Adventures Abroad

Adventures Abroad
Machu Picchu

Friday, July 27, 2012

Bonjour, Paris!

Bonjour, compagnons d'aventure!



On Wednesday (Aug. 1st) I will be jetsetting to my next destination...Paris! I am really excited to finally visit the "City of Love." However, I fear that I may not understand anyone due to the lack of my french lessons. Hopefully B can remember enough french for both of us!


My Parisian birthday cake!

My excitement can be summed up by what Thomas Jefferson once said, "A walk about Paris will provide lessons in history, beauty, and in the point of life."


So, lets explore the history of Paris!


History of Paris:

"With upwards of 12 million inhabitants, the greater metropolitan area of Paris is home to almost 19% of France’s total population (central Paris counts just under 2.2 million souls). Since before the Revolution, Paris has been what urban planners like to call a ‘hypertrophic city’ – the enlarged ‘head’ of a nation-state’s ‘body’. The urban area of the next biggest city – Marseilles – is just over a third the size of central Paris.

As the capital city, Paris is the administrative, business and cultural centre; virtually everything of importance in the republic starts, finishes or is currently taking place here. The French have always said ‘Quand Paris ├ęternue, la France s’en rhume’ (When Paris sneezes, France catches cold) but there have been conscious efforts – going back at least four decades – by governments to decentralise Paris’ role, and during that time the population, and thus to a certain extent the city’s authority, has actually shrunk. The pivotal year was 1968, a watershed not just in France but throughout Western Europe.

Paris has a timeless quality, a condition that can often be deceiving. And while the cobbled backstreets of Montmartre, the terraced caf├ęs of Montparnasse, the iconic structure of the Eiffel Tower and the placid waters of the Seine may all have some visitors believing that the city has been here since time immemorial, that’s hardly the case."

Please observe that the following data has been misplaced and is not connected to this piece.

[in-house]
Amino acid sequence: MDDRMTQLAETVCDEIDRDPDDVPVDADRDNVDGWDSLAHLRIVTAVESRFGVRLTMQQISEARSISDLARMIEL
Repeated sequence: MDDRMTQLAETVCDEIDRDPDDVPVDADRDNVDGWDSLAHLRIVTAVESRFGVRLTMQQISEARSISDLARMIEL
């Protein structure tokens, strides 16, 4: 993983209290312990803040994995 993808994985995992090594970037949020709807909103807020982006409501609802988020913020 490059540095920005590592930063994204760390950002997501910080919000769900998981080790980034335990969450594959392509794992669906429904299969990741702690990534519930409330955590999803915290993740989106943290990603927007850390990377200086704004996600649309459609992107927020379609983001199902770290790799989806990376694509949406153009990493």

--Courtesy of Lonely Planet

History of the Eiffel Tower:"Originally intended as a temporary exhibit, the Eiffel Tower was almost torn down and scrapped in 1909. City officials opted to save it after recognizing its value as a radiotelegraph station. Several years later, during World War I, the Eiffel Tower intercepted enemy radio communications, relayed zeppelin alerts and was used to dispatch emergency troop reinforcements. It escaped destruction a second time during World War II: Hitler initially ordered the demolition of the city’s most cherished symbol, but the command was never carried out. Also during the German occupation of Paris, French resistance fighters famously cut the Eiffel Tower’s elevator cables so that the Nazis had to climb the stairs.


Over the years, the Eiffel Tower has been the site of numerous high-profile stunts, ceremonial events and even scientific experiments. In 1911, for instance, the German physicist Theodor Wulf used an electrometer to detect higher levels of radiation at its top than at its base, observing the effects of what are now called cosmic rays. The Eiffel Tower has also inspired more than 30 replicas and similar structures in various cities around the world.




Now one of the most recognizable structures on the planet, the Eiffel Tower underwent a major facelift in 1986 and is repainted every seven years. It welcomes more visitors than any other paid monument in the world—an estimated 7 million people per year. Some 500 employees are responsible for its daily operations, working in its restaurants, manning its elevators, ensuring its security and directing the eager crowds flocking the tower’s platforms to enjoy panoramic views of the City of Lights."


--Courtesy of History Channel



Stay tuned for more details!
Au revoir!





Thursday, July 19, 2012

Holy Toledo!

Hello, fellow adventurers!


Last weekend, I found myself on an 8 hour car trip to Toledo, Ohio. Yes, I drove it alone. And yes, it was long!